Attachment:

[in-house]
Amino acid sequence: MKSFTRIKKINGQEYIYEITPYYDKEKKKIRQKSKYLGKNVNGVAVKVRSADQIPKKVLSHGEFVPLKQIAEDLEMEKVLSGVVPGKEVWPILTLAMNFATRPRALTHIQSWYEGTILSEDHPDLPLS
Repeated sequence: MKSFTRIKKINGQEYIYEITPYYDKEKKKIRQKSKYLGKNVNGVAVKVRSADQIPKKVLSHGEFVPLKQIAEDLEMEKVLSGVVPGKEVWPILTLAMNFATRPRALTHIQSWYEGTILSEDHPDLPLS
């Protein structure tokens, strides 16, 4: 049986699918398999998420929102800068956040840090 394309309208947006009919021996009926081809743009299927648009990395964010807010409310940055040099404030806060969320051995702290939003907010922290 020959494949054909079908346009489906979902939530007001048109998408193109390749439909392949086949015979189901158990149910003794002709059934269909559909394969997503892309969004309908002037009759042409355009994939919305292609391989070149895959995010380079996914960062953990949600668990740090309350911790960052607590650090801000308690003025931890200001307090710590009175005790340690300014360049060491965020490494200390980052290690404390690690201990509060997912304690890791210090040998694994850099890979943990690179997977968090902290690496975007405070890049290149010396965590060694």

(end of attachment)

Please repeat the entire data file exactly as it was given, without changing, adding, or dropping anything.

[in-house]
Amino acid sequence: MKSFTRIKKINGQEYIYEITPYYDKEKKKIRQKSKYLGKNVNGVAVKVRSADQIPKKVLSHGEFVPLKQIAEDLEMEKVLSGVVPGKEVWPILTLAMNFATRPRALTHIQSWYEGTILSEDHPDLPLS
Repeated sequence: MKSFTRIKKINGQEYIYEITPYYDKEKKKIRQKSKYLGKNVNGVAVKVRSADQIPKKVLSHGEFVPLKQIAEDLEMEKVLSGVVPGKEVWPILTLAMNFATRPRALTHIQSWYEGTILSEDHPDLPLS
């Protein structure tokens, strides 16, 4: 049986699918398999998420929102800068956040840090 394309309208947006009919021996009926081809743009299927648009990395964010807010409310940055040099404030806060969320051995702290939003907010922290 020959494949054909079908346009489906979902939530007001048109998408193109390749439909392949086949015979189901158990149910003794002709059934269909559909394969997503892309969004309908002037009759042409355009994939919305292609391989070149895959995010380079996914960062953990949600668990740090309350911790960052607590650090801000308690003025931890200001307090710590009175005790340690300014360049060491965020490494200390980052290690404390690690201990509060997912304690890791210090040998694994850099890979943990690179997977968090902290690496975007405070890049290149010396965590060694």